How the genes respond to treatment, or the epigenomic and proteomic profiles, is also used in personalized medicine. Extensive medical research is uncovering how specific drugs react to different genetic makeups. While creating an individualized medical plan that accounts for not only the genetic profile but also the patient’s personal situation is ideal, it is not the purpose of personalized medicine. Instead, this 21st century view of medicine looks to group the genetically similar into small strata to provide a subset of likely successful treatments.
Since research has shown that certain DNA profiles or ethnicities might react in a similar way to a drug or a treatment, personalized medicine also uses this genetic grouping to diagnose and predict potential diseases or problems. Using this specific grouping allows more people to benefit from targeted medical advice. Not only does this save time in the preventative and prescriptive phases of treatment, but the treatments prescribed are more likely to be successful.
Benefits to the Patient
Modern medicine changes daily with research, drug trials, and the ever-growing body of data that comes from understanding how people react to treatments. One of the most exciting benefits of using a personalized medicine strategy in healthcare is an immediate effectiveness in treatments. A doctor no longer will have to prescribe from a large group of “best choice” options based solely on a patient’s age, height, and weight. Instead, the patient’s genetic profile along with that of others with a similar genetic or ethnic group are considered, and a smaller grouping of treatments or medicines are ranked by their potential to be successful for this person.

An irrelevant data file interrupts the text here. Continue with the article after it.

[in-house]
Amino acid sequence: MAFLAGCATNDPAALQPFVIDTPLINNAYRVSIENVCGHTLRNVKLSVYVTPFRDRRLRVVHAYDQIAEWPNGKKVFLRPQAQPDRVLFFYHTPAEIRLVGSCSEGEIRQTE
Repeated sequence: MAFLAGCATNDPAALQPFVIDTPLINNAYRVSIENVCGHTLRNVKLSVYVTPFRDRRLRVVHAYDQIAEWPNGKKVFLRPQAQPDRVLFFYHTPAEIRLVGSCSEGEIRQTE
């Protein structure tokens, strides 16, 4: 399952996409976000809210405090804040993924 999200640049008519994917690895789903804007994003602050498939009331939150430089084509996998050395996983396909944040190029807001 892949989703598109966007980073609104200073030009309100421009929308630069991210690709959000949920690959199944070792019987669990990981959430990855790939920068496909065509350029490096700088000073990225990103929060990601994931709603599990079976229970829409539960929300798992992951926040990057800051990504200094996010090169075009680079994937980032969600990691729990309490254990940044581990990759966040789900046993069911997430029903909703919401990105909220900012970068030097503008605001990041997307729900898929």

Bypassing the traditional medicines and skipping directly to the choices that are most likely to work not only increases the chances that the patient will find relief sooner, but it also can prevent unneeded or dangerous drug side effects. Almost all medicines come with a host of potential adverse effects, but for the most effective drug they can be tolerated if the initial problem is solved. With personalized medicine, the targeted drug or treatment is honed-in on much quicker, minimizing or eliminating potentially harmful additional medical problems.